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Capitals 3, Flyers 1: Put us out of our misery

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Fading fast here, folks.

Brad Mills-USA TODAY Sports

The Flyers lost to the Washington Capitals yesterday and have all but mathematically been eliminated from the Stanley Cup Playoff race. It was a game unlike the Montreal game, or the Islanders game, but a loss nonetheless. Let’s talk about it.

1. The Flyers did a lot of good things in this hockey game.

Yes, we’re going to lead off with the positives. The Flyers did essentially everything right in the first two periods of this game besides scoring goals, and well, that is something you kinda have to do in the sport of hockey! But again, the positives. The shot attempt/Corsi battle was almost entirely in the Flyers’ favor through 40 minutes and they held a slight edge in raw Corsi For (CF) at 5-on-5 after the first with a 15-9 lead, but then blew them out of the water in the second. The Flyers out Corsi’d the Capitals a staggering 37-9 in the second period, but managed no goals at 5-on-5. A goal was scored however, but on the power play by Jakub Voracek which at that point brought the Flyers to within a goal after Tom Wilson and Travis Boyd scored for Washington.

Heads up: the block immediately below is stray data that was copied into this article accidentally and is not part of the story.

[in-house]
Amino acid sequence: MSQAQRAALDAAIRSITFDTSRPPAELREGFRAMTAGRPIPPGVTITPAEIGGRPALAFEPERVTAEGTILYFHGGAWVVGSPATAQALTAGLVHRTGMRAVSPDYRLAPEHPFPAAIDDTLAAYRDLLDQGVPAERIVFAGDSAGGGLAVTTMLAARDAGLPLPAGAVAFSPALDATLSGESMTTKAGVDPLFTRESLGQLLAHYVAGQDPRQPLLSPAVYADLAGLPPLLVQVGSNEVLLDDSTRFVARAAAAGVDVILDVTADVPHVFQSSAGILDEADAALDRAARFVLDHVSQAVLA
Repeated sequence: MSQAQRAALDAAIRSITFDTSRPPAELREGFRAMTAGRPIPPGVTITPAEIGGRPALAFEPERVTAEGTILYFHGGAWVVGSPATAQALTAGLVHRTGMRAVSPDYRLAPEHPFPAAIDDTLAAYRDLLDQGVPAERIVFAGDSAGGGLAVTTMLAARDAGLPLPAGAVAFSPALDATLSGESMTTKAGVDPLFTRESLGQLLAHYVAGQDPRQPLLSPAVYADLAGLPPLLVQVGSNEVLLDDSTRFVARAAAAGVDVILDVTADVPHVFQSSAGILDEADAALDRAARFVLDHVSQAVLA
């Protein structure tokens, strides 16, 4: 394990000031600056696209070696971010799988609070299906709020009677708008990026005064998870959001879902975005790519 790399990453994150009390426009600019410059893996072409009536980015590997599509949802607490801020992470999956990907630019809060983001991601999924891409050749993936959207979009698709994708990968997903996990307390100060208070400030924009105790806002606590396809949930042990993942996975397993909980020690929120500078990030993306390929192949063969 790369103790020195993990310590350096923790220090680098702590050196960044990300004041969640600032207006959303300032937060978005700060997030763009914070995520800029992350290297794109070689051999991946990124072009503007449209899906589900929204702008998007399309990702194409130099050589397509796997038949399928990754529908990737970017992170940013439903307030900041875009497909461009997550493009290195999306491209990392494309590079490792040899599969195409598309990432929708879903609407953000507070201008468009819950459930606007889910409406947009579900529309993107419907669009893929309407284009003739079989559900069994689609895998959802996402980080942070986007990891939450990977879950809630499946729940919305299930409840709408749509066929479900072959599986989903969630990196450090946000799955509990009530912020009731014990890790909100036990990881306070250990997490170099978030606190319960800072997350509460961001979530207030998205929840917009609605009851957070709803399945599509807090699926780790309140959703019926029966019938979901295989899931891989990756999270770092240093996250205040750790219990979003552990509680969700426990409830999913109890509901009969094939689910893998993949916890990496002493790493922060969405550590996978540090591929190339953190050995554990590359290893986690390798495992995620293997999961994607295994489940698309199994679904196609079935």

The third period would be another story, but for now let’s continue to talk positives. Not only were the Flyers generating a ton of shot attempts, but they were getting them in high danger areas to boot. Overall in this game, the Flyers held the edge in scoring chances-for by a good margin of 33-24; what that stat doesn’t tell you is that the Flyers got 30 of those SCF in the first two periods. They absolutely dominated Washington for 40 minutes of this game and just couldn’t put the biscuit in the basket as they say. It was 11-2 in the first period and 19-5 in the second, putting the Flyers up 30-7 in SCF after the second period.